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February 01, 2019



Once a year, the island of Bali completely shuts down. Every shop is closed, there isn’t a car or motorbike to be seen on the usually bustling streets, and at night the island descends into an inky blackness with no lights or fires to be seen. Even the entire airport shuts down on this day with no flights landing or taking off for 24 hours.

This day, known as Nyepi, is unique to Bali and marks the first day of the New Year according to the Saka Balinese calendar. As a year on this calendar is 420 days, it falls on a different date each year – in 2019, Nyepi falls on the 7th of March.

What Happens On Nyepi?

Nyepi is an extremely special time to be on the island for both locals and visitors alike. An important Hindu celebration, the day is reserved for prayer, meditation, and fasting for the Balinese. Tourists are free to do as they wish on this day but must stay indoors and make sure that any lights cannot be seen from the outside. Any curious individuals attempting to explore the empty streets will be swiftly sent back to their homes or hotels by the Pecalang, the traditional village security men.

While being confined inside might seem boring to those who have never experienced Nyepi, the reality is quite different. The clear air and silence from a whole island without traffic is something that must be experienced to be truly appreciated, and most visitors to Bali over Nyepi find the whole experience to be quite memorable and profound.

As night falls, the absence of artificial light means that the universe puts on an impressive display, with millions of stars visible and brighter than most people will have ever seen before.

Nyepi Rituals and the Ogoh Ogoh Parade

The days leading up to Nyepi are an extremely busy period for the Balinese, with a number of ceremonies that must be performed for purification and to ensure good luck and fortune for the year ahead. This is definitely a great time for photographers who will have no shortage of impressive scenes to capture.

Melasti is the first major ceremony, usually three or four days before Nyepi. The Melasti ceremony is always held on a beach and entire villages make a pilgrimage to their closest beach to perform a purification ritual, everyone wearing traditional adat clothing in white.

Image by @dewamahardika_

The night before Nyepi is possibly the most exciting and spectacular time to be on the island as each village will hold its own Ngrupuk parade with Ogoh-ogoh in order to draw out and banish malevolent spirits The Ogoh-ogoh are large statues made from bamboo and paper, mostly representing monsters from Hindu mythology. They’re made by the young men in each village for months beforehand and paraded down the main street of each village as night falls, often headed-up by the young women of the village carrying flaming torches.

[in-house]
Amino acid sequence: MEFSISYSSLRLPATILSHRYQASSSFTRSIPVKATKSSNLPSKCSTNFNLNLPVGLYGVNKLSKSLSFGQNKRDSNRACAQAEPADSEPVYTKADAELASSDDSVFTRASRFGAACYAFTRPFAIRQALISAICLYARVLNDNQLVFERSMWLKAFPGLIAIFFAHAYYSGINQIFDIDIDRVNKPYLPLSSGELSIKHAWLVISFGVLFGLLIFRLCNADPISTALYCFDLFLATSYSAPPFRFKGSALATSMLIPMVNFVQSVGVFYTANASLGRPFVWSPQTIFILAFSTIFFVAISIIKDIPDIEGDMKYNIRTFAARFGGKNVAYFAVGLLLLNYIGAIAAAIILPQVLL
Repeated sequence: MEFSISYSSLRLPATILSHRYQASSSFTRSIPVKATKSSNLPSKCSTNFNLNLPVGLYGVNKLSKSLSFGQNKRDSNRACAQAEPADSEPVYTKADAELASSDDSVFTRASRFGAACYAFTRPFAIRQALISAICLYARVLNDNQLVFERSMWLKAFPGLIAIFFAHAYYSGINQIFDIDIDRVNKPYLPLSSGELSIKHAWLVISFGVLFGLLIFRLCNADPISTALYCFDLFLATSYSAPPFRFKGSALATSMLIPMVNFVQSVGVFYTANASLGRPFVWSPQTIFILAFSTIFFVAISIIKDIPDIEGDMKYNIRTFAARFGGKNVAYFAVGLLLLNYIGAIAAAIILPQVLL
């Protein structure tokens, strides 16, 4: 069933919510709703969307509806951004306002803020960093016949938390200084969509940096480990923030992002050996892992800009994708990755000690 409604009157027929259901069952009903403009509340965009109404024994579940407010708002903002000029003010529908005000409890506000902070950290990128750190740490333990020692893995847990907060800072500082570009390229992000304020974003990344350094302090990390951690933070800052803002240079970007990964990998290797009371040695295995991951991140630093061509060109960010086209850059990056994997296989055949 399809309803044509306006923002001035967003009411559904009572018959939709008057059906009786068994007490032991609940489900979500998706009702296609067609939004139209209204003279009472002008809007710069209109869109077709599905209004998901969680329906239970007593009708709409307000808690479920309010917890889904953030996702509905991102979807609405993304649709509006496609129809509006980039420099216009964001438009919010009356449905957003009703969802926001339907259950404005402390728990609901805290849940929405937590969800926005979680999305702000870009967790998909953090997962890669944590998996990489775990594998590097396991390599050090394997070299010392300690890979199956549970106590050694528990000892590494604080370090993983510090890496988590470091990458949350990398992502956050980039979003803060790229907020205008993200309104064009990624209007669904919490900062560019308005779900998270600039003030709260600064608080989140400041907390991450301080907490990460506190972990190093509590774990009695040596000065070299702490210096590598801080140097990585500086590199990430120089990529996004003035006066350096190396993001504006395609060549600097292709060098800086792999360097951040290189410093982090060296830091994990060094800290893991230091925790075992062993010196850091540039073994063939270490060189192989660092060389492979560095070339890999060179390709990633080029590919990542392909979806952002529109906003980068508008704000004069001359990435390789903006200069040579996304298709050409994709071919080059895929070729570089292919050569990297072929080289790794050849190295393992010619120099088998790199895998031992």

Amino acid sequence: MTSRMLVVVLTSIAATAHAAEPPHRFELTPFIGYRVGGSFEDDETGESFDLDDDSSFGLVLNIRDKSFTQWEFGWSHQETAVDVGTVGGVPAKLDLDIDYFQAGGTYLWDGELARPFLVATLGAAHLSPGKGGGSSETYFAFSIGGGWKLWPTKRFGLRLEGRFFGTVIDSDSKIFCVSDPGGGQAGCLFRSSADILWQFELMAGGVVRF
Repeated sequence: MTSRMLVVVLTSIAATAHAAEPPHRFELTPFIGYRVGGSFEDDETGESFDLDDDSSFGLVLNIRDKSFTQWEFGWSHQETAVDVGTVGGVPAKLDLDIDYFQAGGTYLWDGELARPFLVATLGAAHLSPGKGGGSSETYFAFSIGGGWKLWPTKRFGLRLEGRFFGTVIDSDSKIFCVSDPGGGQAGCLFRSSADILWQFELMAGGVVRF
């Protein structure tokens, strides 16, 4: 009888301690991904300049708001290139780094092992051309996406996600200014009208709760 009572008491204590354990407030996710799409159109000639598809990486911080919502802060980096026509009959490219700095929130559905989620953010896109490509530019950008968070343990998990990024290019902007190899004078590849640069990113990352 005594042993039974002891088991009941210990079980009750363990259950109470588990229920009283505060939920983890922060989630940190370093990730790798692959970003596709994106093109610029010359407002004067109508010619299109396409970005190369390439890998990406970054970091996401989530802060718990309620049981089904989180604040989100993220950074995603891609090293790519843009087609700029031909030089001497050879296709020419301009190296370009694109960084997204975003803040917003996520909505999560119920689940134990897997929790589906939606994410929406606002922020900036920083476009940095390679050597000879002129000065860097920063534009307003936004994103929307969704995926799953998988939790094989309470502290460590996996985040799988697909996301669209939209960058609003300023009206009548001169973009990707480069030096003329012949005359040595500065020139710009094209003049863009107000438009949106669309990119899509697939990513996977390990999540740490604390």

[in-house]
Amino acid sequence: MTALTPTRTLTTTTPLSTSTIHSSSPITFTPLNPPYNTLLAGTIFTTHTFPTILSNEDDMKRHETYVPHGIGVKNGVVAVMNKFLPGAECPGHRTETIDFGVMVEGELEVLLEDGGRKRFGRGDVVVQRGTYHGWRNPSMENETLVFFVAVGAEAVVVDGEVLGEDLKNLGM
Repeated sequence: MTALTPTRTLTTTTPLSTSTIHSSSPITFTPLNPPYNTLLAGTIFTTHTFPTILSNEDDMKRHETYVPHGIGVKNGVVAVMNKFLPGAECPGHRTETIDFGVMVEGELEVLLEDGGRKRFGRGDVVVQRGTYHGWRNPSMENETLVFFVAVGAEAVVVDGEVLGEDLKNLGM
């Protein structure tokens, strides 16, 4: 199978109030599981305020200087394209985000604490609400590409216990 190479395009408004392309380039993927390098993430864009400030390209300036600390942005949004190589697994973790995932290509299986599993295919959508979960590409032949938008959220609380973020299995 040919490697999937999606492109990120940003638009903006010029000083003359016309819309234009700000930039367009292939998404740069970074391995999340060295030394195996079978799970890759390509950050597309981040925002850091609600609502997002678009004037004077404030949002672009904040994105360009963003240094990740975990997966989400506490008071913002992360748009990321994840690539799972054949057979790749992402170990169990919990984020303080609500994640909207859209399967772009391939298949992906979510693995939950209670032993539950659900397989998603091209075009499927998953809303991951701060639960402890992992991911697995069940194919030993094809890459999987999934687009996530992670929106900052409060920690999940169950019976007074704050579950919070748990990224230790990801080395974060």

At several points in the procession, the ogoh ogoh are spun around three times in order to confuse the spirits. At the end of the parade, the effigies are ritually burned, although this practice is becoming less common in recent years. The Ogoh-ogoh parade is always accompanied by traditional high-energy music provided by the Baleganjur gamelan – a marching band of drums and gongs that also can be heard at ceremony processions.

Back in the village, each household will also be making as much noise as possible – shouting and banging pans. It’s believed this chases out any lingering spirits before a cleansing ceremony is performed in each home on Nyepi eve.

Where to Stay and What to Do Over Nyepi

If you’re visiting Bali over Nyepi, you’re incredibly lucky to have the chance to witness this spectacle.

Hotels and Resorts operate as usual and you’ll be able to explore the grounds and use the swimming pool. In fact, many non-Hindu residents of Bali opt to book themselves into a hotel such as the InterContinental Bali Resort over Nyepi so they can enjoy the facilities.

Image by @buensa

Restaurants inside large hotels will also remain open but if you’re staying in a small homestay or self-catering villa, you’ll need to make sure you have enough food and provisions to last you 24 hours.

On Nyepi eve, the Ogoh-ogoh processions will start around sunset. Most villages display the Ogoh-ogoh on the community football field or a designated road from the morning, so you’ll have the opportunity to see them in close-up and get some good photos.

The Nyepi curfew officially lasts from 6 am on Nyepi day (7th March this year) until 6 am the following day. However, traffic gets very busy on Nyepi eve and many roads will be blocked for the Ogoh-ogoh processions. It’s, therefore, best to avoid traveling too far from your accommodation (heading out on foot if possible) and aiming to be back after the parades finish in the early evening.

Wherever you are in Bali for Nyepi, and whether you use the day for relaxation and indulgence, or introspection and meditation, remember to step outside and take a look at those incredible stars before you turn in for the night. It’s a sight and experience you’re sure to remember forever.